29% Students Exposed To Second-Hand Smoke: Survey
More than 29 percent of students in India were exposed to second-hand smoke, said the Global Youth Tobacco Survey (GYTS-4), India, 2019, which was released by the Health Ministry on Tuesday.
The National Fact Sheet said there was a 42 percent decline in tobacco use among 13-15 year-old school going children in the last decade.
It further said that use of any form of tobacco was higher among boys than girls.
It also said tobacco use among school going children ( 13-15 years) was highest in Arunachal Pradesh and Mizoram and lowest in Himachal Pradesh and Karnataka.
About the Survey
The fourth round of Global Youth Tobacco Survey (GYTS-4) was conducted in 2019 by the International Institute for Population Sciences (IIPS) under the Ministry of Health and Family Welfare.
The survey was designed to produce national estimates of tobacco use among school going children aged 13-15 years at the state level and Union Territory (UT) by sex, location of school (rural-urban), and management of school (public-private).
The first three rounds of GYTS were conducted in 2003, 2006 and 2009.
A total of 97,302 students from 987schools (Public-544; Private-443) participated in the survey. Of which, 80,772 students aged 13-15 years were considered for reporting.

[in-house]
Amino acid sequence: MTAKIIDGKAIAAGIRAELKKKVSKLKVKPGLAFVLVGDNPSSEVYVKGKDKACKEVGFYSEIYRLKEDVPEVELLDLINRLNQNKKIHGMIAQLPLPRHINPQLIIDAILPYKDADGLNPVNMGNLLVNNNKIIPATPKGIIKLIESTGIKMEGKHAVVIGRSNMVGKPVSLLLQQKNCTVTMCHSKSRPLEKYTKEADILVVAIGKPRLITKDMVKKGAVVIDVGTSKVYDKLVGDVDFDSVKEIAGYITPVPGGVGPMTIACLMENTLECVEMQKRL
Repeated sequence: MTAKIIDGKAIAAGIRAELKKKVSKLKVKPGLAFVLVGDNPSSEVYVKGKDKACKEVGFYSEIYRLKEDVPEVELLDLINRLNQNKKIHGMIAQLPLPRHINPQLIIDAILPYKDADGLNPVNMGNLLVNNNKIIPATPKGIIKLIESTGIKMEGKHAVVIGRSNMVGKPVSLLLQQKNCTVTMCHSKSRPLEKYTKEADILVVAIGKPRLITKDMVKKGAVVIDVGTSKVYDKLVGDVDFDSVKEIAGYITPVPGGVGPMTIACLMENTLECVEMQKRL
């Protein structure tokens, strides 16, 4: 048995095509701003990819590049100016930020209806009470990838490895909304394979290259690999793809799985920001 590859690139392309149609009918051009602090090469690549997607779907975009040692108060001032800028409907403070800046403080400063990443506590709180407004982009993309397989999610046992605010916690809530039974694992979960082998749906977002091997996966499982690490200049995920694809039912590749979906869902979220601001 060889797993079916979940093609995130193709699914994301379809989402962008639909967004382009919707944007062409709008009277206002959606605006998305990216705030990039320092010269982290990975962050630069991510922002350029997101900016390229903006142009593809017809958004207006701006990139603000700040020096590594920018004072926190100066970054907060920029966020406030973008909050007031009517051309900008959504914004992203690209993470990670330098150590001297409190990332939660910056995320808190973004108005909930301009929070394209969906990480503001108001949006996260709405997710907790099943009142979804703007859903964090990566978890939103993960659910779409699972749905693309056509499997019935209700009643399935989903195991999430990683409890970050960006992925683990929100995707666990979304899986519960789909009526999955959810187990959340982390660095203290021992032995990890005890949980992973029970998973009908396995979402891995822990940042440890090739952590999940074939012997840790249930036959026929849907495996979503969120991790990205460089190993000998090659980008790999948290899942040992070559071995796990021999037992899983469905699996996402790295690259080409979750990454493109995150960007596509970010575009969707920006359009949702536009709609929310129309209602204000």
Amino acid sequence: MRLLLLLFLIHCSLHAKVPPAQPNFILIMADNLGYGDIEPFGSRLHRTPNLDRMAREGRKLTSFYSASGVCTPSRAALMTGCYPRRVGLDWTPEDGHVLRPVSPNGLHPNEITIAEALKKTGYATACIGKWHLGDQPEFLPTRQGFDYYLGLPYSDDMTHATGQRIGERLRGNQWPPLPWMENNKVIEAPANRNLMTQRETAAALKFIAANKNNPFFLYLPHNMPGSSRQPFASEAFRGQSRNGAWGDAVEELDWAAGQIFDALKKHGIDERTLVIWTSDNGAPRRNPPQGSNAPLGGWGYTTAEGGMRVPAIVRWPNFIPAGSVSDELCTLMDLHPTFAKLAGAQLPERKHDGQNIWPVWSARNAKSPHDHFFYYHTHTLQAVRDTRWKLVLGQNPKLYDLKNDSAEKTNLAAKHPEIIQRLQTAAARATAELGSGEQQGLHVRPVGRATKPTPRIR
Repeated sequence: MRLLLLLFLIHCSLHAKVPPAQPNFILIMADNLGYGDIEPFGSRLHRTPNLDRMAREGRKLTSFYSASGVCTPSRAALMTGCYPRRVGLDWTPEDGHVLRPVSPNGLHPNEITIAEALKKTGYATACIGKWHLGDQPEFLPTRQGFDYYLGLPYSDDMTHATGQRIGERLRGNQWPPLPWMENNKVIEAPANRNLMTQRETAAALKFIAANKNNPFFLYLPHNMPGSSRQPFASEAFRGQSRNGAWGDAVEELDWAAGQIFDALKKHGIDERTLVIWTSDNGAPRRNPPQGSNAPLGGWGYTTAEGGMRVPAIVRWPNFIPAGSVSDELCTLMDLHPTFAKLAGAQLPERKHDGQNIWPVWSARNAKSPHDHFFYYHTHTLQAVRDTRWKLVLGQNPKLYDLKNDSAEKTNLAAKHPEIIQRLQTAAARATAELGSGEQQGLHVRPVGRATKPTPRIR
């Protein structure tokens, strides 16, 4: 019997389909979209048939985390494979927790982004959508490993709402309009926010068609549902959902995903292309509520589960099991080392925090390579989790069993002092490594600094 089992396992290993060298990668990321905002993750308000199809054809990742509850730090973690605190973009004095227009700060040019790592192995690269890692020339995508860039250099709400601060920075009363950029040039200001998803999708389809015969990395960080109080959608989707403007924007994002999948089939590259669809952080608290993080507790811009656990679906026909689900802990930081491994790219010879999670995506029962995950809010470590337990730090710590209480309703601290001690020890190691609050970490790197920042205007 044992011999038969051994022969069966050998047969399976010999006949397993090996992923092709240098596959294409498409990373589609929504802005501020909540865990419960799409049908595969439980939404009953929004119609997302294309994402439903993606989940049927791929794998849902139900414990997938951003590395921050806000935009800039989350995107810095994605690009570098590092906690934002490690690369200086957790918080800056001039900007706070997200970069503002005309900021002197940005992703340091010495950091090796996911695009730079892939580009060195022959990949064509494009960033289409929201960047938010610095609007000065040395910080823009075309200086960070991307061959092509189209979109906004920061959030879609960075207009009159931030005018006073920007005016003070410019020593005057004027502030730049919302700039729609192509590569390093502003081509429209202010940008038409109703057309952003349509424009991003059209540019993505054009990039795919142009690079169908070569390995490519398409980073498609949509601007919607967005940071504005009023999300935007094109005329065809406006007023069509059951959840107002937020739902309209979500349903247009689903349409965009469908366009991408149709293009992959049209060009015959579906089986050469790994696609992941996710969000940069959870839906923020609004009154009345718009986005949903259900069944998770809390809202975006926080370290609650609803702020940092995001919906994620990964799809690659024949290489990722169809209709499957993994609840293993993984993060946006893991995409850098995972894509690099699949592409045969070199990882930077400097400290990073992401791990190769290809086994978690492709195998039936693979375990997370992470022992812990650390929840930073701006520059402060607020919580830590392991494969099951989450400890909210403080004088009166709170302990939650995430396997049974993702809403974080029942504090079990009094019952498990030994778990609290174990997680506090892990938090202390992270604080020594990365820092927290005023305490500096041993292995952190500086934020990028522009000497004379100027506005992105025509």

42% Decline in Tobacco Use in School-Going Children
The survey also found that there has been a 42 percent decline in tobacco use among school-going children in the age group of 13-15 years in the last decade.
However, the number of children who still consume tobacco in some form remains concerning. 38 percent of cigarette, 47 percent of bidi smokers and 52 percent of smokeless tobacco users initiated the use before their 10th birthday.
The median age of initiation to cigarette and bidi-smoking, and smokeless tobacco use were 11.5 years, 10.5 years and 9.9 years respectively.
Releasing the report, Health Minister Mansukh Mandaviya emphasised the role of teachers as most crucial in creating awareness among children and their parents about harm due to tobacco use and for shaping the attitude of children in this regard.
“The more and the sooner, we create awareness among children about harms due to tobacco use, the better will be the outcomes in terms of reduction in prevalence of tobacco use among children and consequently among adults." he said.
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